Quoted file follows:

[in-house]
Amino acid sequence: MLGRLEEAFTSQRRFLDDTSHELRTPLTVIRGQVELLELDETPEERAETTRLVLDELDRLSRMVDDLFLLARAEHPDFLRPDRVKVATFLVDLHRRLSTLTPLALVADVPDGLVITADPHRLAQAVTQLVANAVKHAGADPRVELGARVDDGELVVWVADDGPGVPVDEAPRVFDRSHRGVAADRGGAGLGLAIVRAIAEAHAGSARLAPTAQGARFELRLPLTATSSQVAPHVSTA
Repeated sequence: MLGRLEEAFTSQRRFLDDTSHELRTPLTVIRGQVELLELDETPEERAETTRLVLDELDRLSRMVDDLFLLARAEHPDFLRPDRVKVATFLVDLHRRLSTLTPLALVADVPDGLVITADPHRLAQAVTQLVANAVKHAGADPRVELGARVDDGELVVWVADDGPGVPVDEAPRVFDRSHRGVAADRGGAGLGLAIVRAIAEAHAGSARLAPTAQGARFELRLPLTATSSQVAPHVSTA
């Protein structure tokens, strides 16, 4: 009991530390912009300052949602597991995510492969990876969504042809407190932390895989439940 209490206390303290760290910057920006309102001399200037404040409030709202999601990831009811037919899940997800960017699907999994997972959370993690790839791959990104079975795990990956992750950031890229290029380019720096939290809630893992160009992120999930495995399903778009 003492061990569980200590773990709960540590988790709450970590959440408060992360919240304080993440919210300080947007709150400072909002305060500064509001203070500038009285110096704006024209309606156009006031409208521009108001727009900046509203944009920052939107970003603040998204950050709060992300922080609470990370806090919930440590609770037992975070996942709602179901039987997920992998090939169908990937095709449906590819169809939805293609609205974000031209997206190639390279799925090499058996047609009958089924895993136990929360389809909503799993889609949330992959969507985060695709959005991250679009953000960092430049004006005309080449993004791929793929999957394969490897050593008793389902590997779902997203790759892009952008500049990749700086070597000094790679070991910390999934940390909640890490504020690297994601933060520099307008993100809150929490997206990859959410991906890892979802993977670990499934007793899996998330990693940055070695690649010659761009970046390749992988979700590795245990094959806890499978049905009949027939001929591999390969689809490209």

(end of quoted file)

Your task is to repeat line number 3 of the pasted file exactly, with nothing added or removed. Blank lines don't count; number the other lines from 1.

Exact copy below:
Repeated sequence: MLGRLEEAFTSQRRFLDDTSHELRTPLTVIRGQVELLELDETPEERAETTRLVLDELDRLSRMVDDLFLLARAEHPDFLRPDRVKVATFLVDLHRRLSTLTPLALVADVPDGLVITADPHRLAQAVTQLVANAVKHAGADPRVELGARVDDGELVVWVADDGPGVPVDEAPRVFDRSHRGVAADRGGAGLGLAIVRAIAEAHAGSARLAPTAQGARFELRLPLTATSSQVAPHVSTA